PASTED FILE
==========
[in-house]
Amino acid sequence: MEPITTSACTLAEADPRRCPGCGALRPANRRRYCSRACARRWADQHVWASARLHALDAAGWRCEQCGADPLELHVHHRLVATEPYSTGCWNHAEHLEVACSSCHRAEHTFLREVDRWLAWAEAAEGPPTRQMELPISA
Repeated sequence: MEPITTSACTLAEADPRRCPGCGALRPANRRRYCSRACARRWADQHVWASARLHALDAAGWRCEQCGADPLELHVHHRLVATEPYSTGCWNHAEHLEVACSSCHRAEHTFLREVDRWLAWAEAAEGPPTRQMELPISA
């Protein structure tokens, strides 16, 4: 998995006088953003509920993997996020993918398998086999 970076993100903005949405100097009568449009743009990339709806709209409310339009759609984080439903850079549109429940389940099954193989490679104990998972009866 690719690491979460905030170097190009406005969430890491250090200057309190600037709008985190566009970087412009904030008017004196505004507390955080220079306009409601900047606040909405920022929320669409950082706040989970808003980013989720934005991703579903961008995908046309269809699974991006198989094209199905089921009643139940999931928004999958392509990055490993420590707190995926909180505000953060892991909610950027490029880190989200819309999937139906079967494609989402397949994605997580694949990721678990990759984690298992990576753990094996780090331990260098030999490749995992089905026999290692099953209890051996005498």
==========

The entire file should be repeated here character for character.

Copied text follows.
[in-house]
Amino acid sequence: MEPITTSACTLAEADPRRCPGCGALRPANRRRYCSRACARRWADQHVWASARLHALDAAGWRCEQCGADPLELHVHHRLVATEPYSTGCWNHAEHLEVACSSCHRAEHTFLREVDRWLAWAEAAEGPPTRQMELPISA
Repeated sequence: MEPITTSACTLAEADPRRCPGCGALRPANRRRYCSRACARRWADQHVWASARLHALDAAGWRCEQCGADPLELHVHHRLVATEPYSTGCWNHAEHLEVACSSCHRAEHTFLREVDRWLAWAEAAEGPPTRQMELPISA
């Protein structure tokens, strides 16, 4: 998995006088953003509920993997996020993918398998086999 970076993100903005949405100097009568449009743009990339709806709209409310339009759609984080439903850079549109429940389940099954193989490679104990998972009866 690719690491979460905030170097190009406005969430890491250090200057309190600037709008985190566009970087412009904030008017004196505004507390955080220079306009409601900047606040909405920022929320669409950082706040989970808003980013989720934005991703579903961008995908046309269809699974991006198989094209199905089921009643139940999931928004999958392509990055490993420590707190995926909180505000953060892991909610950027490029880190989200819309999937139906079967494609989402397949994605997580694949990721678990990759984690298992990576753990094996780090331990260098030999490749995992089905026999290692099953209890051996005498």